News Desk, bdnews24.com
Published: 2020-11-24 19:17:10 BdST
Ahmed Faysal, 26, was arrested on Nov 2, and preliminary investigations by the Internal Security Department found he had been radicalised and intended to carry out acts of armed violence in support of his religion, the newspaper said citing a home ministry statement on Tuesday.
The investigation, which probed into the suspicious activities of 37 people as part of the heightened security measures in the city-state following recent terror attacks in Europe, found that Faysal, a Muslim, was plotting attacks against Hindus in Bangladesh and was planning to fight in Kashmir, it added.
Faysal left Bangladesh for Singapore in early 2017 to work as a construction worker, and became radicalised the following year after absorbing online propaganda on the Islamic State in Iraq and Syria (ISIS).
Faysal began to create social media accounts under fictitious names to avoid detection, and actively shared material promoting armed violence, going a step further by buying foldable knives. He later confessed to the authorities he was planning to use for attacks back home.
The Singaporean Ministry of Home Affairs said investigations so far have not indicated that Faysal intended to carry out any act of violence in Singapore.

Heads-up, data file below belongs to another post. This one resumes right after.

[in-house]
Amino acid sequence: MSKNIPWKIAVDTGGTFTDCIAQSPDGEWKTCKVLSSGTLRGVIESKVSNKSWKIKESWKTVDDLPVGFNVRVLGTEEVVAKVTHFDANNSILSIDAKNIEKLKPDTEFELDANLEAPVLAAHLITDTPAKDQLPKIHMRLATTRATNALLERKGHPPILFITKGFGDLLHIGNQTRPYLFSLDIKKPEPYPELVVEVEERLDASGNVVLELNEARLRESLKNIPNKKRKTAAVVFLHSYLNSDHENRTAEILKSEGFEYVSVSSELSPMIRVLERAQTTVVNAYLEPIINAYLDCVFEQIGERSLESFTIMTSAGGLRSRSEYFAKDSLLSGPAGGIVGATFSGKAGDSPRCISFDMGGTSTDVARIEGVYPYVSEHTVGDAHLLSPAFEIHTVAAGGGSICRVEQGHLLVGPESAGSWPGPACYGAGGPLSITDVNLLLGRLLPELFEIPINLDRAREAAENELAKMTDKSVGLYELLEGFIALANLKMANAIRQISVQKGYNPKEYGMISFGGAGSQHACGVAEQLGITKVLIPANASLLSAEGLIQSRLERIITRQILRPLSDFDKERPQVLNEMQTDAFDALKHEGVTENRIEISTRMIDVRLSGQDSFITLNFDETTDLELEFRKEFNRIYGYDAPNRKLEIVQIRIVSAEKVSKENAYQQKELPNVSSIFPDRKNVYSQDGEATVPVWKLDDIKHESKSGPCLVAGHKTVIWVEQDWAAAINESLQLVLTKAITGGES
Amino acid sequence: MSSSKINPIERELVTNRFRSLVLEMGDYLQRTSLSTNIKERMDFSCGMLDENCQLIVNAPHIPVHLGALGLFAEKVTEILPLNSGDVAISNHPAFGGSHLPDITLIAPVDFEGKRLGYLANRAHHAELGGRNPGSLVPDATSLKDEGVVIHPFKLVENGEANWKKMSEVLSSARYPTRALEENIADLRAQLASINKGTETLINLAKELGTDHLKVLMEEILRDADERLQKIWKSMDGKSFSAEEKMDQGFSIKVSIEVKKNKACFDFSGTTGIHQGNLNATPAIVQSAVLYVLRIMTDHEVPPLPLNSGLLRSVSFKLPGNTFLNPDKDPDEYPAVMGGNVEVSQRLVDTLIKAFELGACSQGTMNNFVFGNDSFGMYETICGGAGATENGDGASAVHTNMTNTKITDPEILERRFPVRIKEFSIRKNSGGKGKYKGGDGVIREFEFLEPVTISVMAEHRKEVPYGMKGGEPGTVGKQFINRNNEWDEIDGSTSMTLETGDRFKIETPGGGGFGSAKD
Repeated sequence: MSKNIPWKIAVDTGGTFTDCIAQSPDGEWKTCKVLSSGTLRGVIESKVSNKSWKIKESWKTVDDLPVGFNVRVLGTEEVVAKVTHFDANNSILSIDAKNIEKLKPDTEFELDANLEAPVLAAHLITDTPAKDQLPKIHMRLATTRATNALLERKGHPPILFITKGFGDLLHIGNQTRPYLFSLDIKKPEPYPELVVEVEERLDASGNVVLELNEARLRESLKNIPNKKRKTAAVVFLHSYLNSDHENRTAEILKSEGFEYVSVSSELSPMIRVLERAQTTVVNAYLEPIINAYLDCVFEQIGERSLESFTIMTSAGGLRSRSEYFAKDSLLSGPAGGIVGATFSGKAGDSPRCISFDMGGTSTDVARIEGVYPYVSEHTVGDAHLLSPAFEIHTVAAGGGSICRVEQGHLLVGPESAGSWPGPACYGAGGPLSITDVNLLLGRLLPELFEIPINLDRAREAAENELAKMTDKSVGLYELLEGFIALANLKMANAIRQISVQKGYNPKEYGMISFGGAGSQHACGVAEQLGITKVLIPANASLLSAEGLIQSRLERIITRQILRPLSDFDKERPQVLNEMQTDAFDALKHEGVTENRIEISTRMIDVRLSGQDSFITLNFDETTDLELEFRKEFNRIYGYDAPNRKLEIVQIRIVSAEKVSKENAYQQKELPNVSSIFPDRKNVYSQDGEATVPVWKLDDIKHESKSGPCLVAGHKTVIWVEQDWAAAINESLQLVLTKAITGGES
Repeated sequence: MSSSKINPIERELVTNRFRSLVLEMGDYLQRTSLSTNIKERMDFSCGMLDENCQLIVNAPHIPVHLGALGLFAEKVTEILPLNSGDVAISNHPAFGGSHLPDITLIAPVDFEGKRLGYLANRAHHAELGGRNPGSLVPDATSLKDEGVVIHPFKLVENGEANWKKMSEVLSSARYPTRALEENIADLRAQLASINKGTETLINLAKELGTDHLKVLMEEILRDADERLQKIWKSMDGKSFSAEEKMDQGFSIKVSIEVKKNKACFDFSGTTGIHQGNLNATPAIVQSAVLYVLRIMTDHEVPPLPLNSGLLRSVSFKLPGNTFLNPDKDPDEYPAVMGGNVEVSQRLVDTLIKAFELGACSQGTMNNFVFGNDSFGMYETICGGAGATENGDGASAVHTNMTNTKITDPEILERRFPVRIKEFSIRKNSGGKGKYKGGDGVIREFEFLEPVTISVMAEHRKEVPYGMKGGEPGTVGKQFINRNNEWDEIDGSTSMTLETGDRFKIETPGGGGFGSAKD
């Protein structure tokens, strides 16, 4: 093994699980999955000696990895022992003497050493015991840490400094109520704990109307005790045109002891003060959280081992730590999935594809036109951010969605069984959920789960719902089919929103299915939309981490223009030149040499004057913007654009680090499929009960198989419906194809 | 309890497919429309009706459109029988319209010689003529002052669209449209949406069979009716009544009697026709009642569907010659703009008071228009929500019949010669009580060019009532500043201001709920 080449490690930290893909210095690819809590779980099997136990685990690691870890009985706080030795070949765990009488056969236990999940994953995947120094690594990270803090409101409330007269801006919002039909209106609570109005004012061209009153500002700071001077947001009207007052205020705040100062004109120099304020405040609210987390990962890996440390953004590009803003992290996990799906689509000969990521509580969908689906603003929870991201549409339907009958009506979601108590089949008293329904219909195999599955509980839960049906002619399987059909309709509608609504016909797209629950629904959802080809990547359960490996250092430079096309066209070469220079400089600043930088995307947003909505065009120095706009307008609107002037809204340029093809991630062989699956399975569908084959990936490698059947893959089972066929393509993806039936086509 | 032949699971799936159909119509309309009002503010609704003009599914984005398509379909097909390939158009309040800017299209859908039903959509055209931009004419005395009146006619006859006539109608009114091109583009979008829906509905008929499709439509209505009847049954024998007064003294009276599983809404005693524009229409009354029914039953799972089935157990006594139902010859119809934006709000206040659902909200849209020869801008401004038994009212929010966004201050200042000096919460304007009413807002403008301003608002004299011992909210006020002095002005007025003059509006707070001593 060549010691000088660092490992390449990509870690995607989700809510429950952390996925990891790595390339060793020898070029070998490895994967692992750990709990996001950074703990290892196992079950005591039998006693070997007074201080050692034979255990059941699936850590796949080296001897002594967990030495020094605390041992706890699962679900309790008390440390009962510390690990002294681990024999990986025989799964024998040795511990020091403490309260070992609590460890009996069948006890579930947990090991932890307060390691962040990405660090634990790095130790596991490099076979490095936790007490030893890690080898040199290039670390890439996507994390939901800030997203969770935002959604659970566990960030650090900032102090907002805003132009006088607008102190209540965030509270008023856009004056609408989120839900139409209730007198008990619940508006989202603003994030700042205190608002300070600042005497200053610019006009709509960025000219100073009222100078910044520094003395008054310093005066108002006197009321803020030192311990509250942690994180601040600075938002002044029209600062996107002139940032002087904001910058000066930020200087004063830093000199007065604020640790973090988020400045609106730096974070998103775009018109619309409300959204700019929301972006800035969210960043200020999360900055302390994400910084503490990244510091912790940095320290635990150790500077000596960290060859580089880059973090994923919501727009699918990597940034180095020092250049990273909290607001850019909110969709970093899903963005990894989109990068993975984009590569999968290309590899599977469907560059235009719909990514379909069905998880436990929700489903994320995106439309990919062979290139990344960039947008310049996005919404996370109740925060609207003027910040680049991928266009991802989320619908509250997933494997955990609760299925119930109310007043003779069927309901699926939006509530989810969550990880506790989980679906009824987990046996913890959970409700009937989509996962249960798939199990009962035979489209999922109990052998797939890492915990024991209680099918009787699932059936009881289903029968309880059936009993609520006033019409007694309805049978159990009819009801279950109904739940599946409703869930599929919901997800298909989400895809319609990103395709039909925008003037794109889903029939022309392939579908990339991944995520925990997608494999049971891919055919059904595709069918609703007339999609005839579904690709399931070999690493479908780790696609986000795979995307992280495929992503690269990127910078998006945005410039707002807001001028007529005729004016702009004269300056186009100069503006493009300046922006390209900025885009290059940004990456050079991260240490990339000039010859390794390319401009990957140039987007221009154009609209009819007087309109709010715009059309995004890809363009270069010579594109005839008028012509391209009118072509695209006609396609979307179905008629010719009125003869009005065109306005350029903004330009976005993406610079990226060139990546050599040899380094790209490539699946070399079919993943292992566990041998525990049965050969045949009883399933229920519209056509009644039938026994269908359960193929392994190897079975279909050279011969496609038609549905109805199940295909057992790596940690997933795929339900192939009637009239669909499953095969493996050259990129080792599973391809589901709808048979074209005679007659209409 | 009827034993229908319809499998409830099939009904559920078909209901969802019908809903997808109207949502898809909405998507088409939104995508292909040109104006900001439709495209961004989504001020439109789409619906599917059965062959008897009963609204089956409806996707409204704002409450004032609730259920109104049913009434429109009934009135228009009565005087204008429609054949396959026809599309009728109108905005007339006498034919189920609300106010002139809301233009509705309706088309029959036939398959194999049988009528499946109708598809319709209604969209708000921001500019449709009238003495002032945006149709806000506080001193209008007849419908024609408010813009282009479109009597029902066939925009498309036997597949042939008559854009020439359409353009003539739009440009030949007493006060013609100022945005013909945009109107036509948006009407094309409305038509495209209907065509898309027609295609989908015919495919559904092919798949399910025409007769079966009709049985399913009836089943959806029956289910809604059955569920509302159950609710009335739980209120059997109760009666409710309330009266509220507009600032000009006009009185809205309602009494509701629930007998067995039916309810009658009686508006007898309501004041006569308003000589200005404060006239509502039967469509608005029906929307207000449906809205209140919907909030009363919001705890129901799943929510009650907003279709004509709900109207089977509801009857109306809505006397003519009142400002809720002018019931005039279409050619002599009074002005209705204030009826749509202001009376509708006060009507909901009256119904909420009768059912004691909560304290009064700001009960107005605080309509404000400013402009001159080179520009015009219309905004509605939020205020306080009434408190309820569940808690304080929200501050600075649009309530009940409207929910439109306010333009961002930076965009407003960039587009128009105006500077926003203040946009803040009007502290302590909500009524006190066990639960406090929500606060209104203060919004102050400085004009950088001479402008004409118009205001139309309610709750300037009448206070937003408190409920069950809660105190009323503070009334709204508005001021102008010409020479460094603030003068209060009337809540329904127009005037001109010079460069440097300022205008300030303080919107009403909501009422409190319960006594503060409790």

Home affairs and law minister K Shanmugam disclosed at a Religious Rehabilitation Group event on Tuesday that Faysal had intended to take the knives back to Bangladesh to carry out attacks against Hindu police officers there.
The minister disclosed that another 15 Bangladeshis and one Malaysian were repatriated, following ISD investigations, for stoking anti-France sentiments and making inflammatory comments to incite violence or stoke communal unrest.
The ministry clarified that Faysal was not linked to the string of attacks that happened in France last month, when a school teacher was beheaded in Paris and three others in Nice were knifed to death, one of whom was beheaded as well.
He was drawn to ISIS' goal of establishing an Islamic caliphate in Syria and wanted to travel there to fight alongside the group against the Syrian government, the ministry's statement added, noting that he believed he would be a martyr if he died while doing so.
In the middle of last year, he shifted his allegiance to Hayat Tahrir Al-Sham, another militant group fighting to establish an Islamic caliphate in Syria, the ministry said.
"He donated funds to a Syria-based organisation on the understanding that his donations would benefit the HTS' cause in Syria,” the newspaper reported.
The home ministry further said that Faysal had expressed support for other terrorist groups, including the Al-Qaeda and Somalia-based Al-Shabaab.
He believed that Muslims have a duty to engage in armed jihad, to help fellow Muslims who are oppressed, it noted.
Apart from Syria, he was also willing to travel to Kashmir to fight against the perceived enemies of Islam, and prepared himself for battle by watching firearms-related videos online, it added.